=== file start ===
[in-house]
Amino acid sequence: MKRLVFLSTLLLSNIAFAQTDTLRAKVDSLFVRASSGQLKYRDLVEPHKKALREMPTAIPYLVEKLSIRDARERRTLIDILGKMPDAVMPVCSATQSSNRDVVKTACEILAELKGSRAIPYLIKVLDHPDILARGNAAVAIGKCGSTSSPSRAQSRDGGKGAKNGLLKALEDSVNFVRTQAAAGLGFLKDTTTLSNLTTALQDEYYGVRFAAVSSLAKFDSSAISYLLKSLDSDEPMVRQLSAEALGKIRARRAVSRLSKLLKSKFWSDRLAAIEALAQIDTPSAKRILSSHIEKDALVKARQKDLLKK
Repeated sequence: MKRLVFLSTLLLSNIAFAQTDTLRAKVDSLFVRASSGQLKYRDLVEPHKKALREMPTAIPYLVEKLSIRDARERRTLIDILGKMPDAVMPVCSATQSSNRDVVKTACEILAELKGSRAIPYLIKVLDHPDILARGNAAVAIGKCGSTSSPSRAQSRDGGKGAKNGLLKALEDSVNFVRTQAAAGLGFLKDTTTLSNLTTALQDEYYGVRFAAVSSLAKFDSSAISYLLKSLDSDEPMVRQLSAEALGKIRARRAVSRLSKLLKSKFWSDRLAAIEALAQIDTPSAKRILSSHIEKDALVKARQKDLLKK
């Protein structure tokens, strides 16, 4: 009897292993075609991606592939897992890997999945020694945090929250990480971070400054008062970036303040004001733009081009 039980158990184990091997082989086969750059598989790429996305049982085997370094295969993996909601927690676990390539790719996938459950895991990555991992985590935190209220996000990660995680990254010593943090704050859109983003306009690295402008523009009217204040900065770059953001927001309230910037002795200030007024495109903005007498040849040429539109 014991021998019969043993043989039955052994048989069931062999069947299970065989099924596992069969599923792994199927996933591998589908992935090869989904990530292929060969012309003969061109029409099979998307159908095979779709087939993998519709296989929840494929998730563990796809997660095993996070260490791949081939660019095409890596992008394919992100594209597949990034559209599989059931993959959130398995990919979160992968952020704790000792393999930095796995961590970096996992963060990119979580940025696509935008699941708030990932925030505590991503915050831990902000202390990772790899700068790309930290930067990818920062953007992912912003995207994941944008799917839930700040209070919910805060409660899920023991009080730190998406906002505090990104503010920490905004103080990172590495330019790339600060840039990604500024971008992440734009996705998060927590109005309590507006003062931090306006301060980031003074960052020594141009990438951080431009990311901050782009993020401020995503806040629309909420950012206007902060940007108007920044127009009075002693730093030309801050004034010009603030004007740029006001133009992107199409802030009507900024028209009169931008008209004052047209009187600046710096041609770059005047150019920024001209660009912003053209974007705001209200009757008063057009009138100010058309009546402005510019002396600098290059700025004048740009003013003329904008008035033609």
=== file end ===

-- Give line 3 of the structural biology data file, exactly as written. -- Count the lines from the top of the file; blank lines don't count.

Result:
Repeated sequence: MKRLVFLSTLLLSNIAFAQTDTLRAKVDSLFVRASSGQLKYRDLVEPHKKALREMPTAIPYLVEKLSIRDARERRTLIDILGKMPDAVMPVCSATQSSNRDVVKTACEILAELKGSRAIPYLIKVLDHPDILARGNAAVAIGKCGSTSSPSRAQSRDGGKGAKNGLLKALEDSVNFVRTQAAAGLGFLKDTTTLSNLTTALQDEYYGVRFAAVSSLAKFDSSAISYLLKSLDSDEPMVRQLSAEALGKIRARRAVSRLSKLLKSKFWSDRLAAIEALAQIDTPSAKRILSSHIEKDALVKARQKDLLKK